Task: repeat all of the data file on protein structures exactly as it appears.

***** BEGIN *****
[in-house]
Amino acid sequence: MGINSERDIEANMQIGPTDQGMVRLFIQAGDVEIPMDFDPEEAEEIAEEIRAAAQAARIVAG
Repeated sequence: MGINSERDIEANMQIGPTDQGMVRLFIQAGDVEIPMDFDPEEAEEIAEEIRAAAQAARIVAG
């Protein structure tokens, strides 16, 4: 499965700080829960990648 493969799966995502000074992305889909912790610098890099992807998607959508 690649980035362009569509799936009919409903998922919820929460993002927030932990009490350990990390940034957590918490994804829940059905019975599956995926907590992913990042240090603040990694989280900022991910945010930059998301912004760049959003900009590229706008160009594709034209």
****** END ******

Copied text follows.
[in-house]
Amino acid sequence: MGINSERDIEANMQIGPTDQGMVRLFIQAGDVEIPMDFDPEEAEEIAEEIRAAAQAARIVAG
Repeated sequence: MGINSERDIEANMQIGPTDQGMVRLFIQAGDVEIPMDFDPEEAEEIAEEIRAAAQAARIVAG
């Protein structure tokens, strides 16, 4: 499965700080829960990648 493969799966995502000074992305889909912790610098890099992807998607959508 690649980035362009569509799936009919409903998922919820929460993002927030932990009490350990990390940034957590918490994804829940059905019975599956995926907590992913990042240090603040990694989280900022991910945010930059998301912004760049959003900009590229706008160009594709034209």